A life-long Republican--he cast his first vote for President Lincoln on the battlefield--Mr. Kimball had for a period of 30 years held the office of assistant supervisor of Elgin township, duties which he relinquished about eight years ago.
He was commander of Veterans post 49, Grand Army of the Republic, at the time of his death, and was one of the few survivors of the organization which once numbered 443 members. Three other comrades now comprise the membership of Veterans post, namely, Frank B. Perkins, Howard S. Lamb, and DeVolois W. Stevens.
Attended Elgin Academy.
Mr. Kimball was a member of the first class of Elgin Academy, entering the institution when its doors were first opened to students in the fall of 1856.
He is survived by a son, Walter H. Kimball jr., a daughter, Mrs. M. Cleora Boyens of Chicago, four grandchildren and three great-grandchildren. His wife, Mary Phillips Kimball, died in 1898, and a son, Samuel J. Kimball II, a veteran Elgin mail carrier, died ten years ago.
Mr. Kimball liked to reminisce of Elgin's "early days". He vividly recalled when the present city of nearly 40,000 was but a handful of cabin homes resting on either bank of the river. In those days the old Chicago-Galena stage provided the city with its only public transportation system.
Despite his advanced years, Mr. Kimball retained his mental faculties remarkably well, and recalled Civil war incidents as though they were recent happenings. Four years ago the veteran was nominated for membership in the Adventurers' club of the Elgin National Watch Co., a national radio broadcast featuring Floyd Gibbons.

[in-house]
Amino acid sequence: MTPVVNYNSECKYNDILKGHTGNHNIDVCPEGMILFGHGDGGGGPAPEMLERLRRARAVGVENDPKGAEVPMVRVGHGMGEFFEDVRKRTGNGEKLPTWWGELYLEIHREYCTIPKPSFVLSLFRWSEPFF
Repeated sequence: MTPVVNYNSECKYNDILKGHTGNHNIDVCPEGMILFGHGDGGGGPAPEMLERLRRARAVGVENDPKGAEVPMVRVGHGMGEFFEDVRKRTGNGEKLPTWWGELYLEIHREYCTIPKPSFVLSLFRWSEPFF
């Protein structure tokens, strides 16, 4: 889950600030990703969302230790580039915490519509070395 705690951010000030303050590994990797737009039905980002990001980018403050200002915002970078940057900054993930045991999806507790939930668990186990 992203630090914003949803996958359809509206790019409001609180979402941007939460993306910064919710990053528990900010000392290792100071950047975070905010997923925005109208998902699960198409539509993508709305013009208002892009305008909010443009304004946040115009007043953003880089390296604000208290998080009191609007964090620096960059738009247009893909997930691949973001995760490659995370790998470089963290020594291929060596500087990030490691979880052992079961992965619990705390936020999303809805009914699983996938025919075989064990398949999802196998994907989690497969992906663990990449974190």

Civil War Adventure.
The incident which won him membership in the select group occurred in the early days of the war near Pilot Knob, Mo.
Mr. Kimball had been ordered to command the movement of a wagon train from Pilot Knob to St. Louis. The train was attacked by a superior force of Confederates and Kimball's horse was shot from under him, and bullets tore holes through his coat, hat, and bootleg. Kimball was captured but managed to escape during the night and after wandering as a fugitive for eight days, living off basswood, bark, and corn, he reached Pilot Knob and there found intact $75,000 in quartermaster corps funds which he had buried in a cigar box under a barn for safekeeping.